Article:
As you probably noticed, I was running out of steam those last few days in San Antonio! Big conferences like the San Antonio Breast Cancer Symposium (SABCS) before my diagnosis were a challenge since I have to expend a lot of energy around other people and that struggle has gotten so much worse after I was diagnosed with Stage IV Metastatic Breast Cancer (MBC) in 2017. This year was my 5th time attending the conference and I like to think that I’ve learned a few things over the years; at the same time, I was running on fumes at the end of each day and was so very depleted by the end of the week.
Friday, the 9th of December was the last full day of learning for this year’s symposium. As usual, the week just flew by! I took some time Thursday and Friday to sleep in a little and not attend the first sessions of the day which start at 7 a.m. Definitely starting to run out of those spoons that keep me going despite all of the amazing opportunities to connect with others.
I spent some time in the advocacy lounge that last day, working on the paper I’ll be turning in for the Alamo Breast Cancer Foundation, and chatting with various people. More of the latter than the former! While the science and the learning is a big part of this conference, my favorite is connecting with other advocates and those people/organizations who support advocates. Legitimately, that’s the reason I keep coming back.
Our final educational luncheon was a presentation by the Director of Advocacy Relations at the National Cancer Institute, Amy Williams. It’s always good to learn more about how advocates can get involved at a variety of levels and the fact that there are so many of the Directors and other people in positions of power are willing to come talk with us is important. I think back with fondness to my first few times attending the conference when these sessions were so brand new.
The final Hot Topics/Mentor session featured another all female panel, Drs Virginia Kaklamani, Steffi Osterreich, and Funmi Olopade summarized the day and the week for us. Dr. Osterriech shared a comment at the beginning of the session that made us all giggle — she was telling her husband about how she was to speak that evening and called it …
Each of the mentors in this final session talked about precision medicine in their own ways. They recapped much of the results of trials that we’d heard about all week, but talked more and more about how much more doctors are learning about treating specific people. We have the general changes from “Maximum tolerated doses” to the “minimum effective dose” and focusing on not giving everyone chemo; all of which is helping doctors make better decisions about individual patients. Additionally, there was discussion about the move towards harnessing machine learning, AIs and data mining to be able to better meet the needs of individual patients. There are so many things that could come, that should come, but are often slow to take root.
One topic that got quite a bit of air time is the discussion of when people should/could get genetic testing/screening. Since this is a topic near and dear to my heart, I was glad that the doctors on the panel demonstrated the complexity of the subject with their discussion. Central to some of the angst around this issue of access to testing is how hard it often is to get insurance companies to pay for the latest and greatest in research. At the end of the day, hearing something this important is so complicate doesn’t bode well for access overall and the tension between what doctors think patients should know and what patients want to know is always present.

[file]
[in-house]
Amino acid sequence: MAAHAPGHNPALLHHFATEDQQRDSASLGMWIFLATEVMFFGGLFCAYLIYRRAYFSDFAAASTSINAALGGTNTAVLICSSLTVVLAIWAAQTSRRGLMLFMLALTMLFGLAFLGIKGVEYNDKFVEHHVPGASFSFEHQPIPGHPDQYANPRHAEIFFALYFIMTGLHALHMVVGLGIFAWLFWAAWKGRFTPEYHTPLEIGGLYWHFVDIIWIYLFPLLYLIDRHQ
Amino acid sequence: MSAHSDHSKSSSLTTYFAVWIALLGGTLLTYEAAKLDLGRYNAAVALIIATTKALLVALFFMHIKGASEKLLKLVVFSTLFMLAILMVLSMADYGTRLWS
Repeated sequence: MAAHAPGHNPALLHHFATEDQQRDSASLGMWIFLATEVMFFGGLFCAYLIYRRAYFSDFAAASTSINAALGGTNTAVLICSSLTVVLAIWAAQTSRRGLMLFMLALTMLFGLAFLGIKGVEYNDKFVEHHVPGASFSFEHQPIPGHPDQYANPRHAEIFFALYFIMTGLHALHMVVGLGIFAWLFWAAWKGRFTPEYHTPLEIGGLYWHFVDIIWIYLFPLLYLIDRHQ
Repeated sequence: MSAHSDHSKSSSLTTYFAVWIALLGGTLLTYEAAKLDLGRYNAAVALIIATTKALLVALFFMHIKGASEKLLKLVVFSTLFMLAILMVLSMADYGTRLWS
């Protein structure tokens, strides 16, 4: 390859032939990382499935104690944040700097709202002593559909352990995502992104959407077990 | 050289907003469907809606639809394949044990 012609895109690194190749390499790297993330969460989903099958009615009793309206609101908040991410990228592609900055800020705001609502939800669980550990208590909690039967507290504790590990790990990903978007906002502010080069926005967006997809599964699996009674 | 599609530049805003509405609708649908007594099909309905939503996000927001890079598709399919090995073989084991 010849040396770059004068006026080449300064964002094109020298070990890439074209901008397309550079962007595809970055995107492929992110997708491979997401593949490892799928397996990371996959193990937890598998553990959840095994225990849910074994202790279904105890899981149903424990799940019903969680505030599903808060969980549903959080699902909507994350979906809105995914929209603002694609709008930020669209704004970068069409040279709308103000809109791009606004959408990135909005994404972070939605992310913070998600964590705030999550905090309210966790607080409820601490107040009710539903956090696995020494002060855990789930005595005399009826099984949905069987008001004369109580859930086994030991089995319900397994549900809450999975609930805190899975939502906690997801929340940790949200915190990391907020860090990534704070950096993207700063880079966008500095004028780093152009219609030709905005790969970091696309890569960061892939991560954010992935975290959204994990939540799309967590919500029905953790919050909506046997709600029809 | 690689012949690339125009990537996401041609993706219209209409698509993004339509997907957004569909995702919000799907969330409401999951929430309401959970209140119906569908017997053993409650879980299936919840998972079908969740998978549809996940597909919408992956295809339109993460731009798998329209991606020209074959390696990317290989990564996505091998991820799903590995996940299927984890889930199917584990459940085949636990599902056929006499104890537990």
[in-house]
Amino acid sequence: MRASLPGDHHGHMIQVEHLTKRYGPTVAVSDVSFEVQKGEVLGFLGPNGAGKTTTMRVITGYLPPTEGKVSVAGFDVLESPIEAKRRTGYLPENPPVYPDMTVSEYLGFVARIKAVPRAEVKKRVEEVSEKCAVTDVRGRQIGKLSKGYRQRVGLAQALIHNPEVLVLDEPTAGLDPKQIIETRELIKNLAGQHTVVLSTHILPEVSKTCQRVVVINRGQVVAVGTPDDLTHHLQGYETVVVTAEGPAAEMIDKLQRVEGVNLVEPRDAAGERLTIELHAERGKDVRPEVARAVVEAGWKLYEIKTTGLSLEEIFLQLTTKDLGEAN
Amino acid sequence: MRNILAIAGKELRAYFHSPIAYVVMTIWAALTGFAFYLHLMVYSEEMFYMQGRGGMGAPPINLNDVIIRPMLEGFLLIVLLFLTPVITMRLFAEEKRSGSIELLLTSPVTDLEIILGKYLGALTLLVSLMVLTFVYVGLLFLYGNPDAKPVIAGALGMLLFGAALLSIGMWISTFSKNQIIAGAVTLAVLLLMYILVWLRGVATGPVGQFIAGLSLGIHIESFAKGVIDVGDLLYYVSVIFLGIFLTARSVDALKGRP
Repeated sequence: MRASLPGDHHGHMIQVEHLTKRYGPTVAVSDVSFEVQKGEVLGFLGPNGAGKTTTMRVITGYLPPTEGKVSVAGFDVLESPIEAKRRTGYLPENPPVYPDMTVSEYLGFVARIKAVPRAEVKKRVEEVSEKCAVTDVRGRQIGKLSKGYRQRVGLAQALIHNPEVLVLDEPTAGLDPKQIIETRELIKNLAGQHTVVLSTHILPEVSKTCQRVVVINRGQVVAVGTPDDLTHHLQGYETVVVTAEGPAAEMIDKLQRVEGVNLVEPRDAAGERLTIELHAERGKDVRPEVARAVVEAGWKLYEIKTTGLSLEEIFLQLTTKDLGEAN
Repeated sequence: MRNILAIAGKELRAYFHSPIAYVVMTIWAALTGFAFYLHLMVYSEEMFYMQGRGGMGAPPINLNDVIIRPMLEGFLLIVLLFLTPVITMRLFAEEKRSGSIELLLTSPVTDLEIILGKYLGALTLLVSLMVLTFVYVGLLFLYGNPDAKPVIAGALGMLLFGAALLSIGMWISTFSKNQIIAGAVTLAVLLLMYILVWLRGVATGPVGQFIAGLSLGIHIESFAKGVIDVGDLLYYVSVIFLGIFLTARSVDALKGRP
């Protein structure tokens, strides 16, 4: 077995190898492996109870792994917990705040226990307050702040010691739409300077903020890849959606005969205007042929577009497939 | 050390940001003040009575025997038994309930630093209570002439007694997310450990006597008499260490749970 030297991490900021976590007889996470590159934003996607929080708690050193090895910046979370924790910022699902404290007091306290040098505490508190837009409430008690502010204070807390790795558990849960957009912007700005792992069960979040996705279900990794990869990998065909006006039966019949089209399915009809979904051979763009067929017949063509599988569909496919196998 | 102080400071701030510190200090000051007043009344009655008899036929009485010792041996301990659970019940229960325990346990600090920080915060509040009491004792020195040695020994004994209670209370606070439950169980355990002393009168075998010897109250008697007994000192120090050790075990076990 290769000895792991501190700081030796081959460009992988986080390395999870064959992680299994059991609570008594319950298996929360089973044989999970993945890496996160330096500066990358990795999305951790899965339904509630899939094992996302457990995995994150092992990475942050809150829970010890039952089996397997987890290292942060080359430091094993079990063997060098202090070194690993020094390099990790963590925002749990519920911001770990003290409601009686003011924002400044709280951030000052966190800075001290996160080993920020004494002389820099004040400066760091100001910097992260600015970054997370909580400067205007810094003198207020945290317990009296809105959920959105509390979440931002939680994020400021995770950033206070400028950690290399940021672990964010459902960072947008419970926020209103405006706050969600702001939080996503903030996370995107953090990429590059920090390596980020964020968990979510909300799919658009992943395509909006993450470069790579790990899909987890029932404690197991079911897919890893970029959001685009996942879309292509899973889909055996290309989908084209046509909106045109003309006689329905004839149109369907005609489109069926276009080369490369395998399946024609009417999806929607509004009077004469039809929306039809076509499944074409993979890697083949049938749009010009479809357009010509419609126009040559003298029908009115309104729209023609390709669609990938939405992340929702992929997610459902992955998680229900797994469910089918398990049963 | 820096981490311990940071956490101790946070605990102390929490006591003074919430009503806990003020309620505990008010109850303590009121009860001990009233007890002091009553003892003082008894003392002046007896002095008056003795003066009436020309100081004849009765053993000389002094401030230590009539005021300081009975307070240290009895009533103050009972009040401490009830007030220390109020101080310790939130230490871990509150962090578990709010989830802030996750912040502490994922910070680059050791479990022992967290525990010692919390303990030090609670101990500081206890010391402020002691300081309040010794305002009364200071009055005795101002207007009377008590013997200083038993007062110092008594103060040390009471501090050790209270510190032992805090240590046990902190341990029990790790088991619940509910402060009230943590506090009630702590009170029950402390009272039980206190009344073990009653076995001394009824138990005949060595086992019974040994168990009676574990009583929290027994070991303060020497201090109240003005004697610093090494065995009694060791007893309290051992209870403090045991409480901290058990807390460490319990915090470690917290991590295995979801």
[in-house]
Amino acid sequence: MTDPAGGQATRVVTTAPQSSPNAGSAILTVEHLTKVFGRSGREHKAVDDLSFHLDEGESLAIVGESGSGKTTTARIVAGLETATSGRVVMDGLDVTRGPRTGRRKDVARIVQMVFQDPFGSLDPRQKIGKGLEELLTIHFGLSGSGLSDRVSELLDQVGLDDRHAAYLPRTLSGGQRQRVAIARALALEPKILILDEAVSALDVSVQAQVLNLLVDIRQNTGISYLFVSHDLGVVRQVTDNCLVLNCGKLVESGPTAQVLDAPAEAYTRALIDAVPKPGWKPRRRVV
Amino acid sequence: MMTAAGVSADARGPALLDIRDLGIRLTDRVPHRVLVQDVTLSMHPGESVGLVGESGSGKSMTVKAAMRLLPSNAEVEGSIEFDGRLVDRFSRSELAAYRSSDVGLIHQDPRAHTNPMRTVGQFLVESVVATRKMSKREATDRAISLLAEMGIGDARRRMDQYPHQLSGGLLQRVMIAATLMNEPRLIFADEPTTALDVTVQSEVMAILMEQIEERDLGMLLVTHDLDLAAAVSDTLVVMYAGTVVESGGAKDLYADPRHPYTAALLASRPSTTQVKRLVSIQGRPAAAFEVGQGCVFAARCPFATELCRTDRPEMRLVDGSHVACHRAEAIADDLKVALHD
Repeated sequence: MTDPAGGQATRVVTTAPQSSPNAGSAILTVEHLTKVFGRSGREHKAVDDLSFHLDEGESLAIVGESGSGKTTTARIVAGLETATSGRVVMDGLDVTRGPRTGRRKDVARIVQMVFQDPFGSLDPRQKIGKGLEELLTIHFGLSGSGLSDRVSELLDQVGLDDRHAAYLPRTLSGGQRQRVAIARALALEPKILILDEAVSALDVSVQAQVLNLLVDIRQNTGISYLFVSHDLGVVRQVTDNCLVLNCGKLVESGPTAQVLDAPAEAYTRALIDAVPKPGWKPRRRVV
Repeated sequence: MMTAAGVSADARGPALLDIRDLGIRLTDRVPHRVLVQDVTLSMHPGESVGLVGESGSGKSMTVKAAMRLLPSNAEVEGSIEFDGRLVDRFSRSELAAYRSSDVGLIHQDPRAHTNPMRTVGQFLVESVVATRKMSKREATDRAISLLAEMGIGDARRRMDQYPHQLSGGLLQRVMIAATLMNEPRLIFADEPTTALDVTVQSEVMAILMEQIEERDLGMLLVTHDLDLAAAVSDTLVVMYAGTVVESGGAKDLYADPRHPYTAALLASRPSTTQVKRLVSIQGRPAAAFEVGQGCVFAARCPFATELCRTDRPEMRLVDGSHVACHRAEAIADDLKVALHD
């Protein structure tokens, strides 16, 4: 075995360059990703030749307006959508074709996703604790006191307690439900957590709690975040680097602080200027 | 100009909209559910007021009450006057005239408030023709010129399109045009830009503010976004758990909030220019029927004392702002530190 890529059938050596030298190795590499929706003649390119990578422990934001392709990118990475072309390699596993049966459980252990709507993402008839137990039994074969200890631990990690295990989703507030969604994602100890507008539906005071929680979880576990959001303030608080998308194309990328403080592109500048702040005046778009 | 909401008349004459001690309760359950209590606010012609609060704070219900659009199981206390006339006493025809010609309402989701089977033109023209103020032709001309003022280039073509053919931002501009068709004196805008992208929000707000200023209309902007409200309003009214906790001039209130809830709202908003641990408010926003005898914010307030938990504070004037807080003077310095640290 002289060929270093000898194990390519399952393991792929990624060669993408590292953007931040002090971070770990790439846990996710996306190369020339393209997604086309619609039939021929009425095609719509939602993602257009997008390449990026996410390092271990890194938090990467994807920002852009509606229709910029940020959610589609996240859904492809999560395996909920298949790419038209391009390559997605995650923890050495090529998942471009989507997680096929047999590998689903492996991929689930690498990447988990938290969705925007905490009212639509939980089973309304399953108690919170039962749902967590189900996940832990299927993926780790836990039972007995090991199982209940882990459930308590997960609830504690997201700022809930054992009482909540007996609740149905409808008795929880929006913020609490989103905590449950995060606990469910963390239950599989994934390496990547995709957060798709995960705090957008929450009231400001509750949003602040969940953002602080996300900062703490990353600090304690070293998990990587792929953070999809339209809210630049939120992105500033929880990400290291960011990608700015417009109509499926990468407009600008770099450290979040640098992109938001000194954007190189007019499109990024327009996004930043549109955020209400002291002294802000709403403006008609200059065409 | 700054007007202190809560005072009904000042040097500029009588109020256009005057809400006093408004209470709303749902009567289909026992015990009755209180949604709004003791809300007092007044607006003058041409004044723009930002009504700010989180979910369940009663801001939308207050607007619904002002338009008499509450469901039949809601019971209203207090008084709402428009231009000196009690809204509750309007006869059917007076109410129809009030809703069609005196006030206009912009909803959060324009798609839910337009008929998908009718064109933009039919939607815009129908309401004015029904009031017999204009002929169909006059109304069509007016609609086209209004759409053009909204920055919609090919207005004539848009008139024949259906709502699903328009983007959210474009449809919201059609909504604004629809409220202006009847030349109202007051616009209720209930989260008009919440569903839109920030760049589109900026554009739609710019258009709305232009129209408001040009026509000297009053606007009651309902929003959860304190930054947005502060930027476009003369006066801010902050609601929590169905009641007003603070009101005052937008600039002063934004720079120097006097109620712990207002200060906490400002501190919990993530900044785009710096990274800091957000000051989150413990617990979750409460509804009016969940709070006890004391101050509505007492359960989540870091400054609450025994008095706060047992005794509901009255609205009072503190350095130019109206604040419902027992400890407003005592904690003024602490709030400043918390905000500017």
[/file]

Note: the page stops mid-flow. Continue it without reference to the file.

The last day I was in San Antonio was Saturday, the 10th of December. I got to hang out with my dear friends at SurvivingBreastCancer.org along with extended family that morning, have lunch with the amazing women behind OurMBCLife, and then head home to my family.
After SABCS and other major cancer conferences, GRASP (Guiding Researchers and Advocates to Scientific Partnerships) holds discussions on the scientific posters presented at said conference. Other than getting to meet up with people in person, the week after the conferences is also a favorite part of mine. During these intimate conversations, we get to meet scientists, clinicians, other advocates, and learn so many more details than just sitting through a discussion. I enjoyed each part of the discussions, but my favorite was getting to talk about the poster presented by Project Life with the two authors — here’s a video with the Dr. Roberson talking about her efforts:
During the GRASP discussion, the student assisting Dr. Roberson said the following …
I think this is the best definition of loneliness that I’ve heard and it defines so much of the struggles living with MBC, that being separated from what is meaningful, familiar, “normal,” expected creates trauma and so many other difficulties. Those of us living with MBC live in a shadow world existing alongside the rest of society; a world where bad news is expected and friends die all the time and the efforts to simply stay alive can often take over. Attempting to live truly authentically and genuinely takes an often super human effort, which sometimes doesn’t feel worth the required energy.
I will write more about this in future posts.
Coming back from a whirlwind conference like SABCS requires a whole lot of adjustment. The intellectual saturation of a conference is both incredibly stimulating and as well as draining. Planning a lot of discussions and presentations in the weeks and months again.